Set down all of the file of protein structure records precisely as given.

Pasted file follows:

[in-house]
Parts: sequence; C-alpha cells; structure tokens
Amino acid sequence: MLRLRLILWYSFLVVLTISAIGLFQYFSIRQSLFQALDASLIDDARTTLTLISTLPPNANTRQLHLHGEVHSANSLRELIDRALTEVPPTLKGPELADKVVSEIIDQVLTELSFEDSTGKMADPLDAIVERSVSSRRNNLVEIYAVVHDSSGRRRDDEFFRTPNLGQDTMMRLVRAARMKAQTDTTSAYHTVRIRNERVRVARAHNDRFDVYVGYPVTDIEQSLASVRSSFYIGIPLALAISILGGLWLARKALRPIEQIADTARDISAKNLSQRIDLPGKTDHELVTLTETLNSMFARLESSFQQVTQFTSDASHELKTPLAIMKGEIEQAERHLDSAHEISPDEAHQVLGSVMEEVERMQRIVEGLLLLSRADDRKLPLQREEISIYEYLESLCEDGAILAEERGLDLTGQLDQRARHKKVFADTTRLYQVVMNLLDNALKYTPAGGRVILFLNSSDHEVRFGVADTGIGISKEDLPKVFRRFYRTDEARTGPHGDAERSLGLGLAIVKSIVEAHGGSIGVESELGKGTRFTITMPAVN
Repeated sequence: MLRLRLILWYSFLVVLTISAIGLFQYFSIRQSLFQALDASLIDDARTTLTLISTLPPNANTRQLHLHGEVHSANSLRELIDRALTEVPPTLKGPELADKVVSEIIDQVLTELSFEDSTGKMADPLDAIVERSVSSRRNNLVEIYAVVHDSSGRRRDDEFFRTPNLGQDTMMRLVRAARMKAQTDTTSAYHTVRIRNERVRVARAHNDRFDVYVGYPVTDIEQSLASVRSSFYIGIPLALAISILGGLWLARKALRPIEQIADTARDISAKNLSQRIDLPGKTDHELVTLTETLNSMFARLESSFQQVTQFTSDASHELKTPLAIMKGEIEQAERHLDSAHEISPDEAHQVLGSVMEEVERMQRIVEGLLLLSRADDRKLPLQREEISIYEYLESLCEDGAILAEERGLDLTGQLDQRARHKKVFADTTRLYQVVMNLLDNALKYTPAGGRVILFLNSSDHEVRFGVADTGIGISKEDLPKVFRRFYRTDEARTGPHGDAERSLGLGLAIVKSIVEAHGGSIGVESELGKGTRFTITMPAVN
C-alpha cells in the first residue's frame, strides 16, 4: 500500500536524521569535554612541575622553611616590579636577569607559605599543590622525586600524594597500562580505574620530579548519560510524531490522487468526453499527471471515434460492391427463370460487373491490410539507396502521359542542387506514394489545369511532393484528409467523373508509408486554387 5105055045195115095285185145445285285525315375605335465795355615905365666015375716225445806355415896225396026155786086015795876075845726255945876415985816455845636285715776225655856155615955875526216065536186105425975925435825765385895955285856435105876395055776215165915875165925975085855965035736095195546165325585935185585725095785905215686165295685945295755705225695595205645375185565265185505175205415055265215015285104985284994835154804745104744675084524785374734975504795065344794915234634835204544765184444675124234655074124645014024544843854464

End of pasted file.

[in-house]
Parts: sequence; C-alpha cells; structure tokens
Amino acid sequence: MLRLRLILWYSFLVVLTISAIGLFQYFSIRQSLFQALDASLIDDARTTLTLISTLPPNANTRQLHLHGEVHSANSLRELIDRALTEVPPTLKGPELADKVVSEIIDQVLTELSFEDSTGKMADPLDAIVERSVSSRRNNLVEIYAVVHDSSGRRRDDEFFRTPNLGQDTMMRLVRAARMKAQTDTTSAYHTVRIRNERVRVARAHNDRFDVYVGYPVTDIEQSLASVRSSFYIGIPLALAISILGGLWLARKALRPIEQIADTARDISAKNLSQRIDLPGKTDHELVTLTETLNSMFARLESSFQQVTQFTSDASHELKTPLAIMKGEIEQAERHLDSAHEISPDEAHQVLGSVMEEVERMQRIVEGLLLLSRADDRKLPLQREEISIYEYLESLCEDGAILAEERGLDLTGQLDQRARHKKVFADTTRLYQVVMNLLDNALKYTPAGGRVILFLNSSDHEVRFGVADTGIGISKEDLPKVFRRFYRTDEARTGPHGDAERSLGLGLAIVKSIVEAHGGSIGVESELGKGTRFTITMPAVN
Repeated sequence: MLRLRLILWYSFLVVLTISAIGLFQYFSIRQSLFQALDASLIDDARTTLTLISTLPPNANTRQLHLHGEVHSANSLRELIDRALTEVPPTLKGPELADKVVSEIIDQVLTELSFEDSTGKMADPLDAIVERSVSSRRNNLVEIYAVVHDSSGRRRDDEFFRTPNLGQDTMMRLVRAARMKAQTDTTSAYHTVRIRNERVRVARAHNDRFDVYVGYPVTDIEQSLASVRSSFYIGIPLALAISILGGLWLARKALRPIEQIADTARDISAKNLSQRIDLPGKTDHELVTLTETLNSMFARLESSFQQVTQFTSDASHELKTPLAIMKGEIEQAERHLDSAHEISPDEAHQVLGSVMEEVERMQRIVEGLLLLSRADDRKLPLQREEISIYEYLESLCEDGAILAEERGLDLTGQLDQRARHKKVFADTTRLYQVVMNLLDNALKYTPAGGRVILFLNSSDHEVRFGVADTGIGISKEDLPKVFRRFYRTDEARTGPHGDAERSLGLGLAIVKSIVEAHGGSIGVESELGKGTRFTITMPAVN
C-alpha cells in the first residue's frame, strides 16, 4: 500500500536524521569535554612541575622553611616590579636577569607559605599543590622525586600524594597500562580505574620530579548519560510524531490522487468526453499527471471515434460492391427463370460487373491490410539507396502521359542542387506514394489545369511532393484528409467523373508509408486554387 5105055045195115095285185145445285285525315375605335465795355615905365666015375716225445806355415896225396026155786086015795876075845726255945876415985816455845636285715776225655856155615955875526216065536186105425975925435825765385895955285856435105876395055776215165915875165925975085855965035736095195546165325585935185585725095785905215686165295685945295755705225695595205645375185565265185505175205415055265215015285104985284994835154804745104744675084524785374734975504795065344794915234634835204544765184444675124234655074124645014024544843854464